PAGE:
Joyent Manta Storage Service keeps big data close to the compute resources needed to analyze it.

Charles Babcock, Editor at Large, Cloud

June 24, 2013

5 Min Read

Starting Tuesday, Joyent is offering a new type of storage combined with compute services. Joyent Manta Storage Service will keep data stored close to the servers that will analyze and work with it.

That description might be applied to Hadoop, which runs big data batch jobs on a single cluster. Joyent Manta will use MapReduce to bring data and compute together on one or several clusters. The clusters may be located in one or several data centers. And unlike Hadoop, the data will remain close to the compute resources on a persistent basis, eliminating the long extract, transform and load (ETL) processes that often accompany the execution of a big data job.

Thus, Manta Storage Service will be able to do a single job or a series of jobs, some of them batch, some of them near real-time analytics. Manta, in fact, could fit a Hadoop job into its compute and object storage system, and run a wide variety of other applications as well, depending on what its users want to do. As a service from Joyent, customers will be charged -- by the second -- for the Manta services they use.

In short, the development team at Joyent has taken many of the core principals of big data management and built them into a general purpose system on the Joyent infrastructure. It's available as both a scalable big data and an elastic, general-purpose compute service. Because it potentially eliminates the long load times of other big data systems, it can be used for server log analysis, website visitor analysis, search index generation, exchange trading analysis and other uses involving large amounts of data being generated in real time, said Jason Hoffman, CTO and co-founder of Joyent.

[ What distinguishes Joyent as a cloud service provider? See Joyent Offers NoSQL Database As A Service. ]

Applications on Manta run in virtual machines on servers, and the system can fire up virtual machines close to the data in a second or third data center, as needed, to keep the compute resources and storage working closely together, Hoffman said.

Like Amazon's S3 or Microsoft Azure's Blob service, Manta is an object storage system that can be accessed through a single API. But it has no size limit on the objects that it stores nor limits on the number of objects it's able to house. And unlike some NoSQL systems that risk a disconcerting, if momentary, loss of data integrity, Manta will be "strongly consistent on its writes, and highly available on its reads," said Hoffman in an interview before the announcement. In other words, it will seek to combine near-relational-database data integrity with high-speed, Cassandra or MongoDB-type data availability.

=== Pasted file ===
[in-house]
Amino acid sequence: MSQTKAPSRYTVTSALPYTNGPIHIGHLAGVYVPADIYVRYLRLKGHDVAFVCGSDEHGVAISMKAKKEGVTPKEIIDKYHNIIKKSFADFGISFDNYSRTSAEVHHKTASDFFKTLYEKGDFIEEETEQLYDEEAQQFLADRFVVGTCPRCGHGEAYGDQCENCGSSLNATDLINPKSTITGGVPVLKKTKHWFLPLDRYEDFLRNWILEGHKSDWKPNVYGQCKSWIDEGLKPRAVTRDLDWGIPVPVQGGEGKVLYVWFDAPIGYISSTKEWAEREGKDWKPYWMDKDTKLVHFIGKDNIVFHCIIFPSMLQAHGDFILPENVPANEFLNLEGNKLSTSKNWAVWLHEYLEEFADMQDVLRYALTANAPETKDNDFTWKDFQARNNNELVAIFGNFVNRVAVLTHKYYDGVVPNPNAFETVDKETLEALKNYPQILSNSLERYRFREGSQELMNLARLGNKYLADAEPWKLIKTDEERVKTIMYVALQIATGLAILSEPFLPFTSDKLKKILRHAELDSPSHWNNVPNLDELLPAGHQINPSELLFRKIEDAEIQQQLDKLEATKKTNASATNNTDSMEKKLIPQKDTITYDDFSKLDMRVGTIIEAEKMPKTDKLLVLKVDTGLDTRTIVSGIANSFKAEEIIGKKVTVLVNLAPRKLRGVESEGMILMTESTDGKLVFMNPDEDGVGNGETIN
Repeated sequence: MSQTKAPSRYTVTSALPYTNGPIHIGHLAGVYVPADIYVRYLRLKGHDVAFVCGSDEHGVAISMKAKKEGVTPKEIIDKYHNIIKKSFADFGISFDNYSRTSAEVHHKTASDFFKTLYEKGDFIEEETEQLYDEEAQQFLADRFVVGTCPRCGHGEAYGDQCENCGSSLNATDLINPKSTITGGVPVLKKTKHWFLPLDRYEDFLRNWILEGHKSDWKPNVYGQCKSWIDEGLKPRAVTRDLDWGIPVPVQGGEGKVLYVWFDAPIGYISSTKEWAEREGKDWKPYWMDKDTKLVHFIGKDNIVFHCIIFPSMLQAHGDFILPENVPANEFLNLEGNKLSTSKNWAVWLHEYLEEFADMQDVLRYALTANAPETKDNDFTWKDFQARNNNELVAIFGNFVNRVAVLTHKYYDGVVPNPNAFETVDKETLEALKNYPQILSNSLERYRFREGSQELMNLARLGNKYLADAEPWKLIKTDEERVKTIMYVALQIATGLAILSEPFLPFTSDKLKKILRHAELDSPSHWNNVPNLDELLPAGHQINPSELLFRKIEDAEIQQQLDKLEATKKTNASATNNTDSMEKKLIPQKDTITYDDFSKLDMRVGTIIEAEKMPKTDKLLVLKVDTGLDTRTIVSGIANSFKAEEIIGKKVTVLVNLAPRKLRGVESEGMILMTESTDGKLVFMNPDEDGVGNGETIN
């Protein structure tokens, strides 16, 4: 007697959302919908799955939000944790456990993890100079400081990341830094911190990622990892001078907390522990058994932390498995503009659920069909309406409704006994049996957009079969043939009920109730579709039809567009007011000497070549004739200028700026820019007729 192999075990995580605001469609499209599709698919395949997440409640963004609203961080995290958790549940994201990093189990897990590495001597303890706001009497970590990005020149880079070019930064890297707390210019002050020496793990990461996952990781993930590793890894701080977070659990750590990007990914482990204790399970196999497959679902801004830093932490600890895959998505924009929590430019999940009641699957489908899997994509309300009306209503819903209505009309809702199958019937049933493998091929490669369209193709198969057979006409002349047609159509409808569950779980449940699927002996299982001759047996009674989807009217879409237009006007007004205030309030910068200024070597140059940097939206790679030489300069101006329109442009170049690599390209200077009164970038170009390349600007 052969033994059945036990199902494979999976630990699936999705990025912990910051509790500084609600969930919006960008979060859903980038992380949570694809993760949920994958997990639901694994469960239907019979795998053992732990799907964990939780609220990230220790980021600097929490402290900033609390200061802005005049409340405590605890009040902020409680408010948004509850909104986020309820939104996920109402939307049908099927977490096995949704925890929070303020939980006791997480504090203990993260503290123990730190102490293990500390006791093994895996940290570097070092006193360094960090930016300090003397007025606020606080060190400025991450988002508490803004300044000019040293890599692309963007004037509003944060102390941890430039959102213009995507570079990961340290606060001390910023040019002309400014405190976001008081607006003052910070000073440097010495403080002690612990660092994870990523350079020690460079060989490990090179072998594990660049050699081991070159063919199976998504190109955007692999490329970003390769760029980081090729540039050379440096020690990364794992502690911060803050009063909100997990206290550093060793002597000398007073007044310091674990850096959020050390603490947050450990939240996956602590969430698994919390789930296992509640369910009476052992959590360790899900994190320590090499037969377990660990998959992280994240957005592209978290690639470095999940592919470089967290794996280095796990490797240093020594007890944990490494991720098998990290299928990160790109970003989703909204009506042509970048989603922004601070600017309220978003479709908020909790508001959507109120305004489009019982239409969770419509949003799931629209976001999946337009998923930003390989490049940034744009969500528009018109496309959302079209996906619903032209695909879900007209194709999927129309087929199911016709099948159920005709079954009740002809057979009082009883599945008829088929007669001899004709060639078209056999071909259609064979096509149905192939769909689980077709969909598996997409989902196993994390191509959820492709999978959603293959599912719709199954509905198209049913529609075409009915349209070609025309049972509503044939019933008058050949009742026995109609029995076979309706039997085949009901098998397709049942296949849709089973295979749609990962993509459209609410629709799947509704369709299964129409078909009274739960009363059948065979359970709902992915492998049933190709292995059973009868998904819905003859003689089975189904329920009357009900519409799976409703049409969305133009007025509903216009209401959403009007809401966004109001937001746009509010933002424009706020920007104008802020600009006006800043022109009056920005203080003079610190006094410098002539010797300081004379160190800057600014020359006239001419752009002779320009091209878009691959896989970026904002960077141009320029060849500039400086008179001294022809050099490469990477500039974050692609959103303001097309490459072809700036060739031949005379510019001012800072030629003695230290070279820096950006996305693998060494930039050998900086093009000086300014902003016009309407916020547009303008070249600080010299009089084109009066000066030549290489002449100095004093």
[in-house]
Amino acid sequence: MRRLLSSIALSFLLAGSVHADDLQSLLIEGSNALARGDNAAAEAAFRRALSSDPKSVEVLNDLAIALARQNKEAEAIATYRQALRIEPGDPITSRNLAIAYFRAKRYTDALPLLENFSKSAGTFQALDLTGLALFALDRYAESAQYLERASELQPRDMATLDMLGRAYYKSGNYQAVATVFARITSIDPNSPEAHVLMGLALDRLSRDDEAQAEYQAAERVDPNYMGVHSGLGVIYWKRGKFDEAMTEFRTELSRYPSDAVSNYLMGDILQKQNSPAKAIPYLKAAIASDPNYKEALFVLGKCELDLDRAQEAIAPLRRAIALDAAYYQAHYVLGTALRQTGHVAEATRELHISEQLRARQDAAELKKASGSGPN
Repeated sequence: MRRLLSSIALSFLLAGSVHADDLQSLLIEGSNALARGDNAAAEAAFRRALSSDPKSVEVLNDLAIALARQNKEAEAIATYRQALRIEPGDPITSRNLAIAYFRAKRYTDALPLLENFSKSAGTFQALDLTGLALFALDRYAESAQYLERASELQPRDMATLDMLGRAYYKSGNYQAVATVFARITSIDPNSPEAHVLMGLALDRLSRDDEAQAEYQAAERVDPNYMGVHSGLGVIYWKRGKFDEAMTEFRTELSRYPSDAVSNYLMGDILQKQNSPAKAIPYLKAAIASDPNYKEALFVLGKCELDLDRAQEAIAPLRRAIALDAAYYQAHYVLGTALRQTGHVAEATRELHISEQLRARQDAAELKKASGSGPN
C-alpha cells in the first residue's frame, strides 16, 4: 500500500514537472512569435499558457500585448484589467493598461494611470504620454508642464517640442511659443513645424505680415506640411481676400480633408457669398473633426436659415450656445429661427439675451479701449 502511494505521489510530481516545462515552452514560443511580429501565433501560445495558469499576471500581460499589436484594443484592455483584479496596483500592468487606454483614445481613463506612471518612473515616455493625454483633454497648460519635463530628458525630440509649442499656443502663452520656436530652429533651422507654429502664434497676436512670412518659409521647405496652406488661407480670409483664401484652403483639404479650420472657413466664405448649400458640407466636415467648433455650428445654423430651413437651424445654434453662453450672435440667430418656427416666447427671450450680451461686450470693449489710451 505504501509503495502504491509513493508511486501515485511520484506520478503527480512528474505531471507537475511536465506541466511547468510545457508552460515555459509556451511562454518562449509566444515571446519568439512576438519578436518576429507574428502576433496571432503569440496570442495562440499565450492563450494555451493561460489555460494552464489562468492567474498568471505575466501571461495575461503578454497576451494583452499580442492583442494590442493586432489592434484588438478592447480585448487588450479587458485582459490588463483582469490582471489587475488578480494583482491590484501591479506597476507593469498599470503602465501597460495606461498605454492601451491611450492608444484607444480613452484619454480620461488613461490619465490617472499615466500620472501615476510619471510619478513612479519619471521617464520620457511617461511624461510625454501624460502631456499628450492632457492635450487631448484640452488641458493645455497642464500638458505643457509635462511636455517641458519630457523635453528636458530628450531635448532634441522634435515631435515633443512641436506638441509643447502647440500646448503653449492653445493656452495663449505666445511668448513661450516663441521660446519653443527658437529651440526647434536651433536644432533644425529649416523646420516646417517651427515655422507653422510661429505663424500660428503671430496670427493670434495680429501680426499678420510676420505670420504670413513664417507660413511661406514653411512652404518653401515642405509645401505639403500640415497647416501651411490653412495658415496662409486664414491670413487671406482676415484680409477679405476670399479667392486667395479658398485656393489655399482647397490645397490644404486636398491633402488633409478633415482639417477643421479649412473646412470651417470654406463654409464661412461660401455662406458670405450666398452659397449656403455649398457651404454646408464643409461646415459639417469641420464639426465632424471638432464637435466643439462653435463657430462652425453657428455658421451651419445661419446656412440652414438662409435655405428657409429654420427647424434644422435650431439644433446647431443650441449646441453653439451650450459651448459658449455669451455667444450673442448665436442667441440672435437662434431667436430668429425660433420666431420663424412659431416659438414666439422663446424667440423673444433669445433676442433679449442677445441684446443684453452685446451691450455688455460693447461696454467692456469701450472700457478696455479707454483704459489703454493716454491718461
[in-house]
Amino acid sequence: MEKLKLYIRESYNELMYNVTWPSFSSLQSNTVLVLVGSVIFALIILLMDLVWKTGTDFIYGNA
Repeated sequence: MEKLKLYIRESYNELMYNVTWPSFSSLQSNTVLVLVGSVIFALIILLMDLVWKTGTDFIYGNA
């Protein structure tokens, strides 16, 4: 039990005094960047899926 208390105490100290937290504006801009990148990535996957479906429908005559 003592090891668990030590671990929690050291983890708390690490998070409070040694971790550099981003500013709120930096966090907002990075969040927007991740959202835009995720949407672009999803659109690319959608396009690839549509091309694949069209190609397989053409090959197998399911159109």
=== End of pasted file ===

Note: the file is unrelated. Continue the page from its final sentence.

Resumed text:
When Manta gets a job to do, it's able to break it down into parts related to the distribution of data, assign a virtual machine to each part and generate a virtual machine close to the location of the data with which it must work. Hoffman said it does so in a cost-effective manner.

Joyent will charge a price "slightly less" than Amazon Web Services' S3 storage pricing, Hoffman said. Amazon currently charges 9.5 cents for the first TB of its standard S3 service a month.

For the compute side of the service, it will charge 0.004 cents for each GB of virtual machine processing power created. A task using 1,000 1-GB virtual machines would cost 4 cents per second, Hoffman said. A thousand 32-GB virtual machines running for one second would cost $1.28. Each virtual machine running on Manta may be assigned from a minimum of 32 GB of storage up to one TB.

One of the goals of the system is to bring workloads to Joyent that use its storage service and seek to get big data jobs done fast, Hoffman said.

The "new [Manta] compute-on-storage innovation is a fundamental paradigm shift that changes the economics and utility of object storage and high-performance big data analysis," said Vish Nandlall, CTO and head of strategy at Ericsson North America, one of two users quoted in the announcement. Fifty percent of the world's smartphone traffic goes through Ericsson data centers and it's seeking ways to keep up with the data they generate, he noted.

"Copying data across a network from storage onto a compute cluster can take hours" using predecessor systems to Manta, said Konstantin Gredeskoul, CTO of Wanelo, an online shopping site. "We are now able perform complex cohort analysis and retention reports across hundreds of gigabytes of data in a couple of minutes," he said.

Hoffman said Manta has been under development for nearly four years at Joyent by the same teams that have built the Joyent compute infrastructure. It was offered in a private beta for six months before Tuesday's announcement.

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About the Author(s)

Charles Babcock

Editor at Large, Cloud

Charles Babcock is an editor-at-large for InformationWeek and author of Management Strategies for the Cloud Revolution, a McGraw-Hill book. He is the former editor-in-chief of Digital News, former software editor of Computerworld and former technology editor of Interactive Week. He is a graduate of Syracuse University where he obtained a bachelor's degree in journalism. He joined the publication in 2003.

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